I wish I were kidding on that last one.

It’s embarrassing to admit the “Why” of it, because, if I play the Comparison Game, it’s not a good enough reason to justify my fragility. I’m not facing illness or financial trouble, my children and marriage are doing well; in fact, the “Why” of it is ultimately good: We sold our house, the one we haven’t lived in full-time in almost three years.

I mistakenly thought selling was the hard part.

Packing up and purging the house my children will remember as Home — the place destined to inhabit their dreams when their minds drift back to childhood — undid me.

As my oldest son and I emptied the attic, their lives passed before me, twisting my heart into knots. I didn’t expect to feel every memory, to re-live so many moments I had taken for granted at the time.

As we emptied the attic, their lives passed before me, twisting my heart into knots. I didn’t expect to feel every memory, to re-live so many moments I had taken for granted at the time.


The first instance happened as I passed down a box of their handmade Christmas gifts to my son, and the weight of all I hadn’t accomplished punched me in the throat.
So many unfinished plans, slick roads paved with good intention. Life events, milestones, a childhood of Firsts times three. Tears were impossible to control. I could barely speak as I asked . . .

Did I get it right? Did I miss it…?” and poor Thomas, my 21-year-old, tried to answer the question he thought I was asking, “Mom…stop! You’re a great mother, we couldn’t have had it any better….” but he couldn’t possibly know what I meant. He hadn’t yet earned the right to understand; that price would be paid with a lot of life between now and then. Years. Decades.

We’ve been married almost 29 years; our babies are 23, 21 and 19. The oldest just received an amazing marriage proposal; the middle one will graduate college next May; and the youngest just finished his freshman year. The house we lived in most of their lives was big enough to hold a lot of memories, and many of those memories were now represented by things made or bought. Downsizing to a much smaller house forced decisions I didn’t want to have to make. To toss any “thing” felt personal, as if I were saying that memory didn’t matter. Suddenly everything mattered and I was paralyzed by emotion and indecision, and just about anything could trigger an emotional breakdown. 

I was grieving a certain kind of loss, and though that loss wasn’t marked by tragedy, and it wasn’t attached to relational devastation, financial ruin, or health scares, it was final. I was saying good-bye to more than just a house.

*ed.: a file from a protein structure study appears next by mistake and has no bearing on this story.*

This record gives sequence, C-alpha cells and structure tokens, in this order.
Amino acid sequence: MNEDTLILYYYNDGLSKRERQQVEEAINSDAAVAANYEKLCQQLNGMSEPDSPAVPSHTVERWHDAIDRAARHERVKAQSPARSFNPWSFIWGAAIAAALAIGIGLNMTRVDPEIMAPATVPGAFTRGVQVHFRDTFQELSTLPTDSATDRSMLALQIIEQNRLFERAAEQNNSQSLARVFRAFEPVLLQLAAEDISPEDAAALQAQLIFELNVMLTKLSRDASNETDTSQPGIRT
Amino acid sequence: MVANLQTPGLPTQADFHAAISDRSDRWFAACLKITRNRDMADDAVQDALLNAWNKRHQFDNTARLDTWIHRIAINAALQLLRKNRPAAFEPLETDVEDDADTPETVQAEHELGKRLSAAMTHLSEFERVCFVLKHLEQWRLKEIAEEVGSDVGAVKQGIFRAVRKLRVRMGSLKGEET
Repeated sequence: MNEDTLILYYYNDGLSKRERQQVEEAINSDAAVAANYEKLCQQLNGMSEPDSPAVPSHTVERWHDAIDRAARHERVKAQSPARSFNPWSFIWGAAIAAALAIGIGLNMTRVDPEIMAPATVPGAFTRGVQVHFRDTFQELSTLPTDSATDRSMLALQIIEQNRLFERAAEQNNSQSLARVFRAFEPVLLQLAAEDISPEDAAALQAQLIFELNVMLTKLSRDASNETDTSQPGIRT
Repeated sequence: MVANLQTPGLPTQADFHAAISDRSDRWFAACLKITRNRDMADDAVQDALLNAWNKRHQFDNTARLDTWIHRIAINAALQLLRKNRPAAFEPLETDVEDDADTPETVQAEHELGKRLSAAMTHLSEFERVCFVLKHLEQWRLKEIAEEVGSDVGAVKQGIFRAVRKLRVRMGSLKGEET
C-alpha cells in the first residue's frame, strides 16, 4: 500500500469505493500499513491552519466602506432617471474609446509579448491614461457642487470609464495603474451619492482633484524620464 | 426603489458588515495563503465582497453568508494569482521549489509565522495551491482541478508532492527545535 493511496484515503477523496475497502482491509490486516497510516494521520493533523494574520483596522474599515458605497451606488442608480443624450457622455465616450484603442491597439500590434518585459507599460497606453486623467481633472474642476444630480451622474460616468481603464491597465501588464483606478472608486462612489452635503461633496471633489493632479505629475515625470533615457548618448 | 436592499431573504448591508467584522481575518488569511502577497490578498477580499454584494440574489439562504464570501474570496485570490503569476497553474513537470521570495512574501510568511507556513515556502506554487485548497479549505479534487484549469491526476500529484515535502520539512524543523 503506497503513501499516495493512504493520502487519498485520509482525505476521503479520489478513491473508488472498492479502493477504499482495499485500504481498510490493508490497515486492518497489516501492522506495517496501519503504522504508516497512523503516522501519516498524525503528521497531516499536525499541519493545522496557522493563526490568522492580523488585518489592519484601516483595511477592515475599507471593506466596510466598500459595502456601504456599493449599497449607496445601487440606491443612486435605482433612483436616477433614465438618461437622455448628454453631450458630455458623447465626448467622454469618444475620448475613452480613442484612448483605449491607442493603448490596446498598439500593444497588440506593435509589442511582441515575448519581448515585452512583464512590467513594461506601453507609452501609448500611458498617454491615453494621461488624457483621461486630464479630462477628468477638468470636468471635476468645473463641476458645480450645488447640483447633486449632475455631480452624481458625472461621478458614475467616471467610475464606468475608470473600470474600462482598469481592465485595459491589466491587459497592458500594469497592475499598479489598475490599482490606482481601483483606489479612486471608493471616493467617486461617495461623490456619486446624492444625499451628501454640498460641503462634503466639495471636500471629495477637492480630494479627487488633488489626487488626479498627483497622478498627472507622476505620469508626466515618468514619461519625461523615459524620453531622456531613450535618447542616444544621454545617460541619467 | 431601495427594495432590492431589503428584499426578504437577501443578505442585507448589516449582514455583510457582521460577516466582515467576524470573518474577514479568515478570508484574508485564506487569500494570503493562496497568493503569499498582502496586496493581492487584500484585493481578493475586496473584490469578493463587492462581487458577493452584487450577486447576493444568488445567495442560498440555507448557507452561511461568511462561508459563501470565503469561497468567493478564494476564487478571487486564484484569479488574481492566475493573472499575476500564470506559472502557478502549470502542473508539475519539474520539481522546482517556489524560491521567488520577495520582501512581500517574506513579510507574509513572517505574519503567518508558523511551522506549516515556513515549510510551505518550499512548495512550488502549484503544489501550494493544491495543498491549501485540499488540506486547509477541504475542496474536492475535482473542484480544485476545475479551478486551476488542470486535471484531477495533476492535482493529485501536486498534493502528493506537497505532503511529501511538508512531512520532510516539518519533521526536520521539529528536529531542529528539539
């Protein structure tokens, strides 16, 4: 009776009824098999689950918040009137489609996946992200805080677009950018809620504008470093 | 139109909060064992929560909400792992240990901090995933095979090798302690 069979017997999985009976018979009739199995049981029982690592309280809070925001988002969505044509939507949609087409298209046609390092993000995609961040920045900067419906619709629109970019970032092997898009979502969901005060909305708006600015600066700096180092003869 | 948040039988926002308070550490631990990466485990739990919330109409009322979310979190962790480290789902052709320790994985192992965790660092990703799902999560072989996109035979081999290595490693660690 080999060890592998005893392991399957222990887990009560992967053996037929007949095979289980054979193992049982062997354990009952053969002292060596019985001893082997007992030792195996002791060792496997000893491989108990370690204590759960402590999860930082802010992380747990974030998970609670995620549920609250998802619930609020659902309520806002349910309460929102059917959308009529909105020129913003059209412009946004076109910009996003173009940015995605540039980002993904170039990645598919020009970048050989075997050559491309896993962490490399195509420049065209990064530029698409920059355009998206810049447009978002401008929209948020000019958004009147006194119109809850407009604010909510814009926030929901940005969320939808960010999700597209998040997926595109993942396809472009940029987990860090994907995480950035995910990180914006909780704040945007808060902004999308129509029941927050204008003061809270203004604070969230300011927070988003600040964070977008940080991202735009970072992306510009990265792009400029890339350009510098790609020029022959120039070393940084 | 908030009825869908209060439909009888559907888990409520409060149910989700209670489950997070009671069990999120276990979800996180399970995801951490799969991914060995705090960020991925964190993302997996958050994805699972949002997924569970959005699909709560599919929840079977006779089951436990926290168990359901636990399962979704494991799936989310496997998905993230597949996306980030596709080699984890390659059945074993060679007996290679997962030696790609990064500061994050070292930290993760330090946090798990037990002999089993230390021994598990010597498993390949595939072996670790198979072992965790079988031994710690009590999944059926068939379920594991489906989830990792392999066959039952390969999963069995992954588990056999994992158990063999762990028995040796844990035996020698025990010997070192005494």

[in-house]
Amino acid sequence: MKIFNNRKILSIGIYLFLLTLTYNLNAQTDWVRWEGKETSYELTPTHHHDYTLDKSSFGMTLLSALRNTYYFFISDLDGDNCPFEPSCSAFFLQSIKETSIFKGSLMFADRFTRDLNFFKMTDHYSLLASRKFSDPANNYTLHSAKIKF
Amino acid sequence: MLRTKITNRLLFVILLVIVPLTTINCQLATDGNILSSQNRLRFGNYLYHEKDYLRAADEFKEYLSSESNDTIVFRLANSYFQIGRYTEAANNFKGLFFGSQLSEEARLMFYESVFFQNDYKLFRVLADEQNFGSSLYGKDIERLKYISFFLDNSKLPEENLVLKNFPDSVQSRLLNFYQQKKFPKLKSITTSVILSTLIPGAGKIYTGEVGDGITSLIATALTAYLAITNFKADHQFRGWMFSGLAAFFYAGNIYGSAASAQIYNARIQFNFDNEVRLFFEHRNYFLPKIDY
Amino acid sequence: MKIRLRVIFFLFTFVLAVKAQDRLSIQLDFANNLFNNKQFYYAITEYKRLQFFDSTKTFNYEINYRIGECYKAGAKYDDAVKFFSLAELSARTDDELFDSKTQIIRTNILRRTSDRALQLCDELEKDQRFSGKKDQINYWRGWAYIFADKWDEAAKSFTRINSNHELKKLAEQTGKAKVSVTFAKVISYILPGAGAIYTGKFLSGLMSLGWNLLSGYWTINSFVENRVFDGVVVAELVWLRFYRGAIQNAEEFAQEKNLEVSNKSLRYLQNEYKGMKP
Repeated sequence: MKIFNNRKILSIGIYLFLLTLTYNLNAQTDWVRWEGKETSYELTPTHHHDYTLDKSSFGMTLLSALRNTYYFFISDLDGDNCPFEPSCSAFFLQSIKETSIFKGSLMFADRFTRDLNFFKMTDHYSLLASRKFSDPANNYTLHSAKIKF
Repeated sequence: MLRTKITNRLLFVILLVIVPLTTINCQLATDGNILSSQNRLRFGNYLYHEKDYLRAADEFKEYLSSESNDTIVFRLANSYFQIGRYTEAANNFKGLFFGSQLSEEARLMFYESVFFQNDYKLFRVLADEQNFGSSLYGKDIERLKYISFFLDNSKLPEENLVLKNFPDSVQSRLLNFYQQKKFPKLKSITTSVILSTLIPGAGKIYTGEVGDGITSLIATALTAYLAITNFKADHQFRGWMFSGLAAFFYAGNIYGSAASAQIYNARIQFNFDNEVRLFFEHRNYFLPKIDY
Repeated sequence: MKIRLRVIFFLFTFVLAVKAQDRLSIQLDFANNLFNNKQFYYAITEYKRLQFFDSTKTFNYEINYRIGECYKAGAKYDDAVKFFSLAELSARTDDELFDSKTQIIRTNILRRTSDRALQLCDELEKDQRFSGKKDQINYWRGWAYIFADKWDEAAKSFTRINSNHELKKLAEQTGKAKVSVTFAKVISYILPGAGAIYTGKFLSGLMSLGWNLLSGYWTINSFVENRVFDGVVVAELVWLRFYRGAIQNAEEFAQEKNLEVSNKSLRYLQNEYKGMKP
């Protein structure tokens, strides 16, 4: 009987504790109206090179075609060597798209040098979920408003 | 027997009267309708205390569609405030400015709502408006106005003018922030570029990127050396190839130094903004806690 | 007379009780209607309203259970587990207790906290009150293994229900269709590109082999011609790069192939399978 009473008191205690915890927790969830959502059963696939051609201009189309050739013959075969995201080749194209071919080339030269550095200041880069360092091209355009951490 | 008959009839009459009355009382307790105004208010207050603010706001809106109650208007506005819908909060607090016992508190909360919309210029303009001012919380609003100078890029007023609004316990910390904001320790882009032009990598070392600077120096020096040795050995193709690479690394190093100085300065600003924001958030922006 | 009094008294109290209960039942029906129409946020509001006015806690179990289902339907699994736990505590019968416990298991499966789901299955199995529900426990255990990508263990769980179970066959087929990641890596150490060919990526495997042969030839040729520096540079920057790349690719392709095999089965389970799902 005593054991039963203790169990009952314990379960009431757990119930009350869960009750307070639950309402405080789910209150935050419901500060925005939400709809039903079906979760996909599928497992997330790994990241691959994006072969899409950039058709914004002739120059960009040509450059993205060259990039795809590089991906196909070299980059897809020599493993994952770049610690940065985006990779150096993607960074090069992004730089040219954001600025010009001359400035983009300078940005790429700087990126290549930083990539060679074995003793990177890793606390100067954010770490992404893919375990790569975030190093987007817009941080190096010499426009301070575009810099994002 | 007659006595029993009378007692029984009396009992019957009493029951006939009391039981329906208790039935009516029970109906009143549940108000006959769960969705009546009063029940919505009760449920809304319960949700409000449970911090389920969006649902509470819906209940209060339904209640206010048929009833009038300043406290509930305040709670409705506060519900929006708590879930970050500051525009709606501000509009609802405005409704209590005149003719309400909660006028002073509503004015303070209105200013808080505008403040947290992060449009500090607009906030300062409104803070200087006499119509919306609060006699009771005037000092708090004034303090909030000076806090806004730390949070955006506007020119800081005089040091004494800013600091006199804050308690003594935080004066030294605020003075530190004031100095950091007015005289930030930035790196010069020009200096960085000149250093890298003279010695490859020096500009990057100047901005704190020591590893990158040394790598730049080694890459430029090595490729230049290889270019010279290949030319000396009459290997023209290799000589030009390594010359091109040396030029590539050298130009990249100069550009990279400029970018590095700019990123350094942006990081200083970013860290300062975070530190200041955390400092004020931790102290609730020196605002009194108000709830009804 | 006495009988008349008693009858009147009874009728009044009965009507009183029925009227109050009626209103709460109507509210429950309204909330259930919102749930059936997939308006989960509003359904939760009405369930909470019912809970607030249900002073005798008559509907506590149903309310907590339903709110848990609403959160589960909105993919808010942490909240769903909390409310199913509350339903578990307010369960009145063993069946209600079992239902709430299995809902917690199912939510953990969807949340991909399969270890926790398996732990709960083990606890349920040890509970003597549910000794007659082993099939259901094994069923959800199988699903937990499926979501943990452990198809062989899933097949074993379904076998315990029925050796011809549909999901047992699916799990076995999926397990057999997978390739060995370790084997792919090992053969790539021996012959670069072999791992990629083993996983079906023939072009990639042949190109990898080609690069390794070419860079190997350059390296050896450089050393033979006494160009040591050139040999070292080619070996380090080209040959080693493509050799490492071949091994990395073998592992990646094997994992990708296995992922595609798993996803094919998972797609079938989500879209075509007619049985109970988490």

I cried a lot, and instantly felt guilty or hated myself for it, because selling our house was a good thing. But then it hit me–

Crying wasn’t weakness or pity party, it was catharsis.

Tears are an incredible pressure valve and every single one of them tells a story. Tears are a way of my body expressing itself when words are insufficient.

Please continue reading The Ministry of Tears over at incourage.me.
You’ll come away with a greater appreciation for the benefits of an ugly cry :).

 


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If these walls could speak

Jun

02

Posted by on Jun 2, 2016 | 6 comments


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A week ago we sold the house my children will always remember as home, the one they will dream about when they are the age I am now, when sleep makes them think they are young again.

We’ve packed and we’ve purged and we’ve cried – a lot – but we’ve also seen precious people who mean a lot to us, friends who’ve sat around our table through the years, and kids who’ve grown up right before our eyes. They’ve helped us put things into boxes, and loosen my grip on anything that didn’t make sense to keep. I’ve found that being a sentimentalist about e v e r y t h i n g has the potential of making me a hoarder.

Even now, just the thought of that is offensive to me – I am not a hoarder! Except the two-and-a-half filled and emptied curbside dumpsters would suggest otherwise. And the Goodwill truck locked and loaded with stuff that used to live in my house. And the things we sold on Craigslist. Not to mention all the stuff we’ve stored for our kids or later use, or given to friends who had the eyes to see the treasure in our trash.

It made my day when Abbie texted me a picture of my old copper cookie canister that had been gathering dust in my pantry (the holder of rarely used cookie cutters) sitting on her shelf alongside her wedding-new copper cookware.

We haven’t lived in that house full-time for three years – a long story that makes sense for us – so I didn’t expect…I wasn’t prepared for, the depth and breadth of emotion attached to selling it. We moved there the summer before our children began 1st, 3rd, and 5th grade; 13 years later we said our final good-byes. It is the summer before my babies’ sophomore and senior year of college, and the oldest is engaged and a year past her graduation.